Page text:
- Finally, Water Law and Federal Indian Law are tightly linked to environmental concerns in both history and current practice. Both areas are of particular importance in the American West and are especially, though by no means exclusively, recommended for students considering a practice in states west of the Mississippi.
Notre Dame Law School also offers other related courses that are relevant to the study and practice of environmental law, such as:
Behavioral Analysis of Law
Law & Economics Seminar
Legislation & Regulation
Local Government Law
Real Estate Transactions
Externships offer students valuable opportunities to gain real-world experience under the supervision of experienced attorneys and to develop mentoring relationships with practitioners or judges. Students at Notre Dame Law School have had success in obtaining externships in the field of environmental law, both locally and around the country. Externships in environmental law have been conducted with local and national non-profit advocacy groups, state and federal environmental agencies, private law firms, and corporations.
Within the Law School, students will find numerous other ways to expand their engagement with legal problems in environmental law. The journals at Notre Dame Law School regularly include student notes written in fields related to environmental law, and teams of students frequently participate in various national moot court competitions in the area. The Environmental Law Society brings interested students together for occasional lectures and other events.
Furthermore, as one of the premier research universities in the United States, the University of Notre Dame offers a host of additional opportunities for those willing to look beyond the Law School itself.
Beyond the Law School, Notre Dame offers many world-class courses and programs likely to be of interest to those pursuing a career in environmental law. Those seeking background in the sciences, for example, may be interested in pursuing coursework in the programs in Environmental Studies and Environmental Sciences.
Students may also wish to connect to the Notre Dame Environmental Change Initiative (ND-ECI), a high-profile, multi-department effort to tackle some of the most intractable environmental problems facing America today, such as invasive species, climate change, and water pollution.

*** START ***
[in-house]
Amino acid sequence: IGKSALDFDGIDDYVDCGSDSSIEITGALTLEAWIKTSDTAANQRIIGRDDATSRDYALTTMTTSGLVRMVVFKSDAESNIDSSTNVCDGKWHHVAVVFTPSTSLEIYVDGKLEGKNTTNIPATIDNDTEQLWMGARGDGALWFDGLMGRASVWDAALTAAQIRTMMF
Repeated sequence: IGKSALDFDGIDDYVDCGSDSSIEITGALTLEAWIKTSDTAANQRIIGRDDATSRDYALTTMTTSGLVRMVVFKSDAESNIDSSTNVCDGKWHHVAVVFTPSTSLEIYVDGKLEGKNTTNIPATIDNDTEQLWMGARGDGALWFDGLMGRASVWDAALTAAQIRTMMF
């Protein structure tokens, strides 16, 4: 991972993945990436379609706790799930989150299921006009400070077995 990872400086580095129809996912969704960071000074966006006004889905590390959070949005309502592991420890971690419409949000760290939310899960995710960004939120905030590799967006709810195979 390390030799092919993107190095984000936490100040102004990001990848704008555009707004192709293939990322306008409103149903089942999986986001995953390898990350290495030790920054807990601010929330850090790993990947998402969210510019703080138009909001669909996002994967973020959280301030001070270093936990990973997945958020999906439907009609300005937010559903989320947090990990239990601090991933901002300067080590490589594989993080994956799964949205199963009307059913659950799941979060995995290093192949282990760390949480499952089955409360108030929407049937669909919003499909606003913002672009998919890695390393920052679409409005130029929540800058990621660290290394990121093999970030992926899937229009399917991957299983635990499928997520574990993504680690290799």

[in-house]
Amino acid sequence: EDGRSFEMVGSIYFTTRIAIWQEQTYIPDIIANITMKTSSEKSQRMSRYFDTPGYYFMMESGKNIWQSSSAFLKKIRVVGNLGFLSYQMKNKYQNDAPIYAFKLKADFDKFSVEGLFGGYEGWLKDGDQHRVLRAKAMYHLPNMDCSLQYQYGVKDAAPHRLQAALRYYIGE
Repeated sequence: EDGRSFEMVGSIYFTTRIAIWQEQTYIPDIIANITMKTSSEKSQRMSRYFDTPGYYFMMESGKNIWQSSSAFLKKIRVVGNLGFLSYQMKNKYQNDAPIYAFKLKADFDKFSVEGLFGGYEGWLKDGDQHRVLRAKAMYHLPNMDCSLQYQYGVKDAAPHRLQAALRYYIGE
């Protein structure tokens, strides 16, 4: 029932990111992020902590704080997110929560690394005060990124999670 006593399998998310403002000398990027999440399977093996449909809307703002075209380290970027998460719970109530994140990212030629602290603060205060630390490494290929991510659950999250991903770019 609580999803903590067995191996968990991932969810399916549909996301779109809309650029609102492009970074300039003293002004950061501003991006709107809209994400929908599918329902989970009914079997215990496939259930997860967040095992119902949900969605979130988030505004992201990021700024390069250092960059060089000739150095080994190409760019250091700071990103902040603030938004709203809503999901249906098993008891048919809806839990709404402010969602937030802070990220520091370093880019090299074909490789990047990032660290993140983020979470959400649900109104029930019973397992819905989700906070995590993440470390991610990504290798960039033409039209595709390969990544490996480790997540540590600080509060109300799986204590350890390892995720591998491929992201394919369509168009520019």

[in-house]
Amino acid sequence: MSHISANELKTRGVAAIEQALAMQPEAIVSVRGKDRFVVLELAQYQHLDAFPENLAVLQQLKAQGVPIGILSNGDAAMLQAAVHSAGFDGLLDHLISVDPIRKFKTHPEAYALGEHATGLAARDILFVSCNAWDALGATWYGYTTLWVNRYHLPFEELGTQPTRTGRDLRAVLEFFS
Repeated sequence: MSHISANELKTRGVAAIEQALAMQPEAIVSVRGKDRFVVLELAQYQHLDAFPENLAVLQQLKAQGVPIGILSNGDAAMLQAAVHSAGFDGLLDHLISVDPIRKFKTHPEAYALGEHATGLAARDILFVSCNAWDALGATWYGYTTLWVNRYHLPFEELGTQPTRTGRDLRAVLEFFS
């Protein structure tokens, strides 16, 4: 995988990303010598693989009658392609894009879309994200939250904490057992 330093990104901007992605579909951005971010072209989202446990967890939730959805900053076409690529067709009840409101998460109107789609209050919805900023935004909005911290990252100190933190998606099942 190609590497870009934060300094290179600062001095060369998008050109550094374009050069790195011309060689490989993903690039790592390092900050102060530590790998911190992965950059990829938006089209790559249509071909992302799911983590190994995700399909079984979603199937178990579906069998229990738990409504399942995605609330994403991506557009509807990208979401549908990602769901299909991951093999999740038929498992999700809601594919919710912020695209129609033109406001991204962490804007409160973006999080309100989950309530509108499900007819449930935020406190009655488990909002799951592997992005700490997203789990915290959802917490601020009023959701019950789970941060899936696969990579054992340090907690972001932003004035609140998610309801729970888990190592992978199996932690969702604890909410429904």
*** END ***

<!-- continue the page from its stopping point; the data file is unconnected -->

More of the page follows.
The University of Notre Dame is also host to several world-class interdisciplinary environmental research centers. These unique research centers offer unparalleled inquiry into natural resources, cutting-edge analytical technologies, and programs that explore questions of ethics and policy.
Although the University’s proximity to Lake Michigan offers a superb location for the Center for Aquatic Conservation, the scope of the Center’s efforts reaches well beyond the Great Lakes. From invasive species in the Great Lakes Region to waterborne diseases in tropical Africa, the mission of the Center for Aquatic Conservation is to promote the application of scientific knowledge to conserve earth’s freshwater resources.
The Reilly Center explores conceptual, ethical, and policy issues where science and technology intersect with society from different disciplinary perspectives. The Center’s purpose is to promote the advancement of science and technology for the common good.
The GLOBES Program, operated through the Reilly Center, is an interdisciplinary graduate training program in environment and society. It offers graduate students the opportunity to be part of an engaged community of scholars who seek innovative ways to address environmental challenges facing humankind and the planet. The Program’s mission is to enhance interdisciplinary graduate education and research across departments, research initiatives, and colleges so that novel solutions to vexing problems can be invented, tested, and implemented.
The Center for Environmental Science & Technology (CEST) is a cooperative effort between the Colleges of Engineering and Science. CEST fosters interdisciplinary environmental research and education by providing cutting-edge analytical technologies to address national and international problems. In keeping with the Catholic character of the University, the Center supports interdisciplinary environmental education, research, and stewardship through a variety of education and outreach activities.
Finally, the University’s Environmental Research Center (UNDERC) consists of two enormous areas of pristine land that serve as the natural laboratories of faculty and students for their research into environmental systems. UNDERC East includes 8,000 acres of northern hardwood forests, lakes, and wetlands straddling the Wisconsin-Michigan border. UNDERC West is an untouched area of grasslands, montane forest, and streams in the breathtaking northern Rockies. These locations permit the study of environmental systems that have experienced little or no degradation from humans and that may be used as a baseline for comparison with human-disturbed systems.
By following the course pathways and exploring the other resources we have recommended, students will graduate with a strong foundation in environmental law and in its conceptual underpinnings. Equipped with this foundation, students will be well prepared to enter into practice and to thrive in even the most challenging of legal environments.
If you have questions or would like further information about the Notre Dame Law School’s Program of Study in Land, Energy, and Environmental Law, please contact: